In parallel with the switch to renewable energy, action must be taken to reduce consumption. Traffic from cars needs to fall by around 1 percent per year, to be replaced by public transport and bikes, according to the study. And targets set so far for electric mobility don't go far enough; full electrification of the transport sector is needed by 2035.

There is almost as much to be done in the building sector, the authors believe. To achieve the 1.5 percent target, energy-saving retrofits need to happen five times faster than at present, and new buildings need to meet much more stringent energy efficiency standards. “By 2035 at the latest, the building sector must be fully renovated, to produce zero emissions,” the summary reads.

Fischedick calls for urgent action.
Fischedick calls for urgent action.Image: DW/K. Danetzki

Honest discussion

“The Paris climate agreement is a huge challenge for politics and society, and calls for more honesty and decisive government action,” said Greenpeace energy expert Andree Böhling. “The study is a stock-taking exercise. We now want an open discussion about what must be done to reach the climate targets,” he told DW.

Other energy experts agree that the 1.5 degree target demands considerably stronger efforts.

“The majority of scenarios from the IPCC show that even the two degree target can only be achieved through negative emissions, assuming political action doesn't suddenly switch to a 100 percent focus on climate protection,” said IPCC another Manfred Fischedick, vice president of the Wuppertal Institute for Climate, Environment and Energy. “A target of 1.5 percent indeed requires considerably more effort.”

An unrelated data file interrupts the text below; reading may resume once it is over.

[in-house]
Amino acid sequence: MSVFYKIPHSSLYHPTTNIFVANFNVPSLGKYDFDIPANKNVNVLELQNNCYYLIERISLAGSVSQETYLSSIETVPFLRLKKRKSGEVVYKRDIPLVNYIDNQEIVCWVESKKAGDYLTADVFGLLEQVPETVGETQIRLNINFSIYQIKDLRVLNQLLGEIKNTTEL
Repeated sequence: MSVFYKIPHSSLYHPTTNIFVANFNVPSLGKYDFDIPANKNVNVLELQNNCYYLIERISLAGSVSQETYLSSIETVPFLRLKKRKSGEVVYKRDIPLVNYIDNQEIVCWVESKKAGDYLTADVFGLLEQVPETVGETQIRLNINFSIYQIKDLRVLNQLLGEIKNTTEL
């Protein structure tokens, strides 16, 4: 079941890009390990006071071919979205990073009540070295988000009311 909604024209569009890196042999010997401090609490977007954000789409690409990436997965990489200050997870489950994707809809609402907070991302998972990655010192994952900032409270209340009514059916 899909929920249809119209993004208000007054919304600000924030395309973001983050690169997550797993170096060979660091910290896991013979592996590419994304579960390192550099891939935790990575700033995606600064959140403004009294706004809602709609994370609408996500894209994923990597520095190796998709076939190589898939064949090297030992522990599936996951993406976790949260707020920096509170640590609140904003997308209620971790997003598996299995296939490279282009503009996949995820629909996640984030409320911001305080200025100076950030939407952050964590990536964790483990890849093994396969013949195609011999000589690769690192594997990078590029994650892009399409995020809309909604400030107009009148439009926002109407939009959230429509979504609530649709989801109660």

Claudia Kemfert of the German Institute for Economic Research stressed that giving up coal and increasing efficiency were key priorities.

“To achieve the climate targets, the energy transition cannot be stalled,” she said. “The coal exit must be put in place promptly, and energy saving must come to the fore.”

A recent study for the German government found that the country would miss its climate targets with current measures.

“By 2020, Germany will only have cut greenhouse gases by 32 percent compared to 1990 levels – clearly missing its target of 40 percent,” writes author Joachim Nitsch. According to Nitsch's calculations, to reach the Paris targets, renewable energy generation would have to be expanded three times faster than planned.

Government prepares post-Paris plan

The federal government is currently working on a new climate protection plan, to pin down how the Paris agreement will be implemented. It plans to pass the plan this summer.

Deutschland Umwelt Bundesumweltamt Jochen Flasbarth
Germany's climate negotiator Jochen Flasbarth.Image: picture-alliance/dpa

Government experts know that more must be done. “We need a development path for renewables well above what is currently being planned,” said state secretary Jochen Flasbarth, who represented Germany at the climate conference. “We are now in a situation that raises concern and we must be careful not to get into difficulties.”

For the German Green Party, those difficulties are already apparent. “The Greenpeace study is a warning,” said Green member of parliament Oliver Krischer. “We want to be a leader on the international stage, but at the same time put the brakes on renewable energies and climate protection – that won't work. The government must take the energy transition seriously and take action.”